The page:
For P2P, at the ISP level, you can also look at how many connection are being made to any one of your customer's ports.

Encryption doesn't hide the protocol of the message, in the case of IP. Sadly :(

News? (1)

wmbetts (1306001) | more than 5 years ago | (#27200893)

This was bound to happen sooner or later.

Re:News? (1)

franki.macha (1444319) | more than 5 years ago | (#27201073)

In fact I've read several times on slashdot that it's already happened, but I'll only believe it when the files stop coming.

Due process (2, Insightful)

Anonymous Brave Guy (457657) | more than 5 years ago | (#27200897)

This sort of thing isn't unreasonable if the people it hits are actually breaking the law. If the law is unreasonable, then getting the authorities to enforce that law uniformly and against everyone breaking it will make those authorities very unpopular and show the law to be flawed. Such laws rarely last much beyond the following election. On the other hand, if the law is reasonable, then impartially punishing those who break it is also reasonable. Personally, I don't have much sympathy for freeloaders.

Of course, we know that governments always follow due process in these cases, provide timely hearings where someone accused has an opportunity to defend themselves, and provide fair compensation if they screw up and an innocent party is damaged as a result, so there's really nothing to worry about.

And in other news ... (5, Informative)

krou (1027572) | more than 5 years ago | (#27200943)

... the Featured Artists Coalition [featuredar...lition.com] , which consists of 140 of the UK's biggest music stars, voted recently [independent.co.uk] on the issue of illegal downloading, and "most of the artists had voted against supporting any move towards criminally prosecuting ordinary members of the public for illegally downloaded music."

Bragg was speaking as a key member of the coalition, which was set up to give a collective voice to artists who want to fight for their rights in the digital world. It is pushing for a fairer deal for musicians at a time when they can use the internet to forge direct links with their fans. "What I said at the meeting was that the record industry in Britain is still going down the road of criminalising our audience for downloading illegal MP3s," he said.

"If we follow the music industry down that road, we will be doing nothing more than being part of a protectionist effort. It's like trying to put toothpaste back in the tube.

"Artists should own their own rights and they should decide when their music should be used for free, or when they should have payment."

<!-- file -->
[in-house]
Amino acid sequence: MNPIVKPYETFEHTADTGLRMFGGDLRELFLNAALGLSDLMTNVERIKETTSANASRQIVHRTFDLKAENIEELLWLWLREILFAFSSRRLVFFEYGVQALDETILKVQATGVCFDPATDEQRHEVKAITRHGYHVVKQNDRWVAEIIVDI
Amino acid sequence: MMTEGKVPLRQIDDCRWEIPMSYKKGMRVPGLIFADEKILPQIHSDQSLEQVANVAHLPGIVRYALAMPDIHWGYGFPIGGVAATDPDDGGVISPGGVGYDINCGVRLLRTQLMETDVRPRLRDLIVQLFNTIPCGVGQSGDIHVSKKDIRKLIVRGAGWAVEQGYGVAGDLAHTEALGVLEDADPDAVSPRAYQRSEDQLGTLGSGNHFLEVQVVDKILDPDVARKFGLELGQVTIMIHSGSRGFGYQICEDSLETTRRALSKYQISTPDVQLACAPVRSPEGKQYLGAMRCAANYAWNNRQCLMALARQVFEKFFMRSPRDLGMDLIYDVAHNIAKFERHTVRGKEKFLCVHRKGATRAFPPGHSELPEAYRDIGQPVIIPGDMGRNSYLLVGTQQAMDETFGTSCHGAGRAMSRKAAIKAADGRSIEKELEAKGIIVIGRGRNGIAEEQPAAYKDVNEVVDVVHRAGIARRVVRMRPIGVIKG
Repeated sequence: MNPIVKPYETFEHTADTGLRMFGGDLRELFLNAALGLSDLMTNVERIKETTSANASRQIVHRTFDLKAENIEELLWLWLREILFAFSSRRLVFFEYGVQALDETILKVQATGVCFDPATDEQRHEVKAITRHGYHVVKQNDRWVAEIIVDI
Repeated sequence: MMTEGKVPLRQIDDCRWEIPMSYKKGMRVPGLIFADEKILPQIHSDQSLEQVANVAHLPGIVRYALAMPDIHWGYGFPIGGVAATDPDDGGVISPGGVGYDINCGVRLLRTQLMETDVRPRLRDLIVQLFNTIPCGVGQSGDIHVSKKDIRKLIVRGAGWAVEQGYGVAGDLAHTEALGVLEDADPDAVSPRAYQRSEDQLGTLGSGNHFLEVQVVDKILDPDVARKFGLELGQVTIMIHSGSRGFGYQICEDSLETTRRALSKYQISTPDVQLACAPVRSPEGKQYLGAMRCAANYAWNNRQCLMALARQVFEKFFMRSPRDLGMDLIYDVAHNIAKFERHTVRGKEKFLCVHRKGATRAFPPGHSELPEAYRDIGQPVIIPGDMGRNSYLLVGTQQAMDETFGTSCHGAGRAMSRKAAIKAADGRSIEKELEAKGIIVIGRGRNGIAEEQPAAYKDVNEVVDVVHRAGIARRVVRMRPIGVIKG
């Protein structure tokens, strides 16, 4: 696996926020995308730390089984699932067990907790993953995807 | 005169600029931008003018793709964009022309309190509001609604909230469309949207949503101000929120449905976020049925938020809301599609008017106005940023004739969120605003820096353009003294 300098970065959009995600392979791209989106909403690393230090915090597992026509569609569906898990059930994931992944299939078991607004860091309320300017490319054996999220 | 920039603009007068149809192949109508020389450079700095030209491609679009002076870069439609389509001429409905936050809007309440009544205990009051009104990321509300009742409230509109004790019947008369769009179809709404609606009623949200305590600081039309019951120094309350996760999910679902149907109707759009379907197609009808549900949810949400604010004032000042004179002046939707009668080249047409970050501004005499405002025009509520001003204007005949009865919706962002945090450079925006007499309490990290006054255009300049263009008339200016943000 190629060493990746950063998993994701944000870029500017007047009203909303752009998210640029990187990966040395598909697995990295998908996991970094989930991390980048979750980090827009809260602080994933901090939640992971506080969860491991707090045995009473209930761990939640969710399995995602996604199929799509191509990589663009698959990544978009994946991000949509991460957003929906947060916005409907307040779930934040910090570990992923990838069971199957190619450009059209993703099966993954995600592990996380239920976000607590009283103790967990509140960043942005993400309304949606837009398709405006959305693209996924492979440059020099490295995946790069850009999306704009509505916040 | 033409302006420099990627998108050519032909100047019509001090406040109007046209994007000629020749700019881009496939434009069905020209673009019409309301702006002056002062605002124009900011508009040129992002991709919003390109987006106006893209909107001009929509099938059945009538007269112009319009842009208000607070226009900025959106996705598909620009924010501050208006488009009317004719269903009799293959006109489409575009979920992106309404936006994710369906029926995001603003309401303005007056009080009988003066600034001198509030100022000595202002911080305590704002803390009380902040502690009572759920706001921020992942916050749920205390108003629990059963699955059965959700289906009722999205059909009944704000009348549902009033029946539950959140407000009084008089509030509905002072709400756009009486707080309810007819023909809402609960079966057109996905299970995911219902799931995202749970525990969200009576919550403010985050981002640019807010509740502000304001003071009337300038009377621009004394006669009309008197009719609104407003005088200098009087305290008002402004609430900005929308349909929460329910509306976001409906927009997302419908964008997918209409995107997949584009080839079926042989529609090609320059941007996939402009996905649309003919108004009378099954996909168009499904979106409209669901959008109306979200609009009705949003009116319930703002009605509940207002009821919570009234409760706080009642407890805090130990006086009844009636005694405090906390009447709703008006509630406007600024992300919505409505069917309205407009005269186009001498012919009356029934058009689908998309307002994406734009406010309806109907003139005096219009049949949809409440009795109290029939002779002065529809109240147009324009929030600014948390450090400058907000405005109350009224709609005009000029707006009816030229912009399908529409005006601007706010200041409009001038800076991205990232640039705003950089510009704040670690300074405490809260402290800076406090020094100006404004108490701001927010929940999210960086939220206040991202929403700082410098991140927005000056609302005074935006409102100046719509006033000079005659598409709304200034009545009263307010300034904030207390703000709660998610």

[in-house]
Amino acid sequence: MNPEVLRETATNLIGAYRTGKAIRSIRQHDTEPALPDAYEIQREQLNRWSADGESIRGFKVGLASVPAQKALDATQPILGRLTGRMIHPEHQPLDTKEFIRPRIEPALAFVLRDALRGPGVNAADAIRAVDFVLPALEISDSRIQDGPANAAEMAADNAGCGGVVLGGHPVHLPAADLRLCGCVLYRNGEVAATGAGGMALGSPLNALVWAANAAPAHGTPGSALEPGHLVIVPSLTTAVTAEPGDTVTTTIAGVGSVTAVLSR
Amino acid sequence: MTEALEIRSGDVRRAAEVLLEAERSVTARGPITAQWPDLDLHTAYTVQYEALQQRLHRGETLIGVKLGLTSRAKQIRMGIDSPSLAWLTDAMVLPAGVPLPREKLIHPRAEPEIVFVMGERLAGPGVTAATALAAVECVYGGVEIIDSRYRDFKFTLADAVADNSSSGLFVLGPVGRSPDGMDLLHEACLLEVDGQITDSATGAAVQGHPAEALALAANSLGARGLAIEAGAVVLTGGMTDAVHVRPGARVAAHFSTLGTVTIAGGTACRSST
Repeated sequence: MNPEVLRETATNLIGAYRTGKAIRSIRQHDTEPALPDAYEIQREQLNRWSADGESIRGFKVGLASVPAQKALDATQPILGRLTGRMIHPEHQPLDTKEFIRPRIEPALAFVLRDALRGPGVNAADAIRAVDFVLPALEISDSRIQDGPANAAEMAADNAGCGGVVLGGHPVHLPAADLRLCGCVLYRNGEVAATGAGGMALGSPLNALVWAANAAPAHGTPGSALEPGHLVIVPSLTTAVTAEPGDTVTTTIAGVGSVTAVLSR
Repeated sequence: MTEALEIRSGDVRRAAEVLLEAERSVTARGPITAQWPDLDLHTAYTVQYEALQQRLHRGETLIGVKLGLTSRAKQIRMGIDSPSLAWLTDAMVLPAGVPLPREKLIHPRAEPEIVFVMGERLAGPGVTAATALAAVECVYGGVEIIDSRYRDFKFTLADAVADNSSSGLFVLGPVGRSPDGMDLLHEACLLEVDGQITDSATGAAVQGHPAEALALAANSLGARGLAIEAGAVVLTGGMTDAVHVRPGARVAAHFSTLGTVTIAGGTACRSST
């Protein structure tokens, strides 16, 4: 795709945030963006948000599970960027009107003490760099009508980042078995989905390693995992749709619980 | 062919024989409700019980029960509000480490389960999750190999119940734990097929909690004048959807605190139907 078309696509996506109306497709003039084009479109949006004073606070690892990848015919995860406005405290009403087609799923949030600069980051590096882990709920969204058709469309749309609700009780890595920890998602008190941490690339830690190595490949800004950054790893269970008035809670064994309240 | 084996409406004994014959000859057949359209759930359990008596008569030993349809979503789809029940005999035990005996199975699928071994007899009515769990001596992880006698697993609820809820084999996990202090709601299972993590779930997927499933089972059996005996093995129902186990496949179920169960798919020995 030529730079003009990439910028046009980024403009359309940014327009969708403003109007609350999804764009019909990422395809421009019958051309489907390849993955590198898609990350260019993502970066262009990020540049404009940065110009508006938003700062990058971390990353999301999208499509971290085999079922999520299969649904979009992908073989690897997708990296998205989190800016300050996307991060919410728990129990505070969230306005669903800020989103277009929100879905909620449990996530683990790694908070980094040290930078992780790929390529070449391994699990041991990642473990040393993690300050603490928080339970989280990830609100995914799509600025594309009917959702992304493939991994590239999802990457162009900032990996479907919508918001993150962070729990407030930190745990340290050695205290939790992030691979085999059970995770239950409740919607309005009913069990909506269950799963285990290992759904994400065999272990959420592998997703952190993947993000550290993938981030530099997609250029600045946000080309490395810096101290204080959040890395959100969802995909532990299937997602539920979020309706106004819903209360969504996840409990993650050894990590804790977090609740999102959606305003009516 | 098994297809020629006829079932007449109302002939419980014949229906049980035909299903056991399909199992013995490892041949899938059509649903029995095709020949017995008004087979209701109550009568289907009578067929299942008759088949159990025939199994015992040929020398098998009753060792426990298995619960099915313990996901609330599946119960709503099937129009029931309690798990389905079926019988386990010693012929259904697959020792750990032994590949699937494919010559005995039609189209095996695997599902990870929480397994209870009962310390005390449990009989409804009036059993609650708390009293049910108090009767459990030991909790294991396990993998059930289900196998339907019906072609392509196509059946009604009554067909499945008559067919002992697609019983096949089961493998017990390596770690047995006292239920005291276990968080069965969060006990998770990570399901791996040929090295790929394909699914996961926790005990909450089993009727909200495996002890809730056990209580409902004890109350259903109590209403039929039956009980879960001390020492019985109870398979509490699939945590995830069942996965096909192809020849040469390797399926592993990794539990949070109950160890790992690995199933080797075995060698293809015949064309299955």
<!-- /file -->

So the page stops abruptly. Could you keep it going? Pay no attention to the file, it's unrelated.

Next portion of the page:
The artists wanted to tell Lord Carter "that we want to side with the audience, the consumer".

Since we keep getting told to think about the artists, why is no-one listening to what they're saying?

Re:And in other news ... (0, Troll)

wjh31 (1372867) | more than 5 years ago | (#27200989)

now i can download the discographies of 140 artists without even a tang of guilt, shame i dont even recognise the majority of the list though.

Re:And in other news ... (1)

Gerafix (1028986) | more than 5 years ago | (#27201007)

Honestly I am surprised they haven't started the "Think of the Children" soup de jour yet. I mean, think of all those children of the record execs that will have to go without bread and water because of those naughty downloaders!

Re:And in other news ... (5, Insightful)

Richard_at_work (517087) | more than 5 years ago | (#27201173)

Since we keep getting told to think about the artists, why is no-one listening to what they're saying?

Because most of the artists in question willingly and quickly signed away the right to have a say on the matter when their first contract was placed infront of them.

Re:And in other news ... (1, Insightful)

Anonymous Coward | more than 5 years ago | (#27201451)

Willingly? Well more of an choice of signing away your creative soule or starving to death (or, oh no, get a "real" job) due to not being able to crack the payola wall of the promoting media which funny enaugh the RIAA put up in the first place to keep out the independant artists.

Re:And in other news ... (1)

friendofthenite (1226310) | more than 5 years ago | (#27201621)

Billy Bragg has always concentrated less on music than he has on left-wing activism, and the haphazard selection of musicians he's recruited to this cause are not '140 of the UK's biggest music stars'. The list of sixty or so names on their website includes some extremely marginal musicians alongside a cluster of big names who have a track record of supporting anti-corporate causes. They are entitled to their view, for sure, but contrary to what they and The Independent might lead you to think, they are not representative of the British music industry.

Re:And in other news ... (1)

value_added (719364) | more than 5 years ago | (#27201807)

Since we keep getting told to think about the artists, why is no-one listening to what they're saying?

This reminds me of the popular but incorrect notion that a commercial television network's customers are the viewers, and not the advertisers.